By Beniamino Nardin, Harwood correspondent

Two months have passed since Harwood Union High School recommenced full-time in-person learning after a hybrid model last year. Most of the 2020-2021 school year was spent with a split student body: Students with a last name beginning with A to L went to school on Monday and Tuesday, and students with a last name beginning with M to Z attended school on Thursday and Friday. Wednesdays were devoted to extended learning opportunities (ELOs) at home on Zoom, where students could catch up on work and receive help.   


“I think that in-person school has been a lot better,” said Caelyn McDonough, a Harwood senior. “It feels a lot more like real school, obviously. I liked [hybrid learning] because I could go skiing a lot, but I didn’t like how it felt like it wasn’t a real class,” she said. “We just didn’t see people every day. It felt pretty lonely. I felt like I didn’t really get to know people last year.”

Other students felt differently about the hybrid model. “Personally, I feel like online school gave students more time to complete schoolwork,” said a Harwood sophomore. “It was less stressful for me. I think in-person school can be beneficial to a lot of students. However, there are some people, like me, who felt a lot more comfortable with online school.”

Other students agree with the benefits to hybrid learning. “My favorite thing about [it] was that I could sleep in,” said a student. Since learning for students at home was asynchronous, they could begin work at their discretion. In the afternoon, they would leave home to attend athletics, the only place where they would encounter the other block of students who attended school on separate days.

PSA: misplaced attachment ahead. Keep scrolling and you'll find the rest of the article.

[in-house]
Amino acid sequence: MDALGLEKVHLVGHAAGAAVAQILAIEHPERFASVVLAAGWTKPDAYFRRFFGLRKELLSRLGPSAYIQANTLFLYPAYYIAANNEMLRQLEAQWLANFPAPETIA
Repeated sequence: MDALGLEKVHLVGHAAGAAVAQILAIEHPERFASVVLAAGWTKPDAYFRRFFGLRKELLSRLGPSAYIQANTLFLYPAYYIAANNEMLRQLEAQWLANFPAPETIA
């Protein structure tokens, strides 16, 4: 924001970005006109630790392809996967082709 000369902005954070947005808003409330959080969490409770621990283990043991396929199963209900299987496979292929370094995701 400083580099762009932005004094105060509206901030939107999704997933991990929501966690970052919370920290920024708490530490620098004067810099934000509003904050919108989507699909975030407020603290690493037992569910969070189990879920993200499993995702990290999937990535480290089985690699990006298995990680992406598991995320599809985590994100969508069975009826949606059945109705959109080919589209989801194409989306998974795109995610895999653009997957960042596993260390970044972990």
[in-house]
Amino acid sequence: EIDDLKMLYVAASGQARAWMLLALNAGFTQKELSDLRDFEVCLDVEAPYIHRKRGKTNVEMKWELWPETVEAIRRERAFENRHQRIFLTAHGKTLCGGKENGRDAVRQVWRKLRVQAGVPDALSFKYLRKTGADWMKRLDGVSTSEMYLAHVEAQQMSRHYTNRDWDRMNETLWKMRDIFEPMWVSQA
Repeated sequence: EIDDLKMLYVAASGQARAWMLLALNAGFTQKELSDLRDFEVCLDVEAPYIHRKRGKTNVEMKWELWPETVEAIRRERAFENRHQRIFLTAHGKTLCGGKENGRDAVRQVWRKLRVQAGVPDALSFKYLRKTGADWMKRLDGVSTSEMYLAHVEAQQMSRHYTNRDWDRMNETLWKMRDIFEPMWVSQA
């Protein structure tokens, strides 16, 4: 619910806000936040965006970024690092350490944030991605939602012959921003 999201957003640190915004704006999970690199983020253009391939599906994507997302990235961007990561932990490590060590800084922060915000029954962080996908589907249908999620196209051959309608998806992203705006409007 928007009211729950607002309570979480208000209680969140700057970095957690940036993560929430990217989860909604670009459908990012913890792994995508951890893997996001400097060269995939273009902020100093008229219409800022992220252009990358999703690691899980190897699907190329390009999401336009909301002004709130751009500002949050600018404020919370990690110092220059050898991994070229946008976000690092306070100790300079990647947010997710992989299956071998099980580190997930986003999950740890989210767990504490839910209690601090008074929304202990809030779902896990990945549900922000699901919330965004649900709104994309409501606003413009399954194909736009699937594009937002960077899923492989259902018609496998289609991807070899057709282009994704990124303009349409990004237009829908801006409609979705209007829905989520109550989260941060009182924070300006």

“I think it would be really hard” to learn remotely full-time, said a student. The last few months of the 2019-2020 school year, where Harwood was fully online, “felt really disconnected, and we didn’t really learn a lot when we’re online.”


During online learning, “I was teaching myself most of my classwork, especially math,” said a Harwood freshman. “It worked out fine because I can teach myself math. Other students I guarantee did not understand what they were doing. So, it just had people behind what they were supposed to be on.”

Being in-person five days a week did take some getting used to. “It’s been a little difficult because of the whole mask thing,” said a student.

The benefits to being back in-person, however, are crucial to students’ social well-being and happiness. “Being [back] in band is really fun, and also actually being able to see friends,” said a student, “because [last year] with the whole A to L thing it was just kind of hard to see friends.” Attending school full-time allows students to engage with their peers, develop social skills absent from online learning, participate in classes and more easily interact with teachers, students reported.

Generally, students are grateful to be back in school, in-person, full-time. “I think we’ve been learning a lot, and I’ve been getting to see my friends every day, so that’s been great,” said McDonough.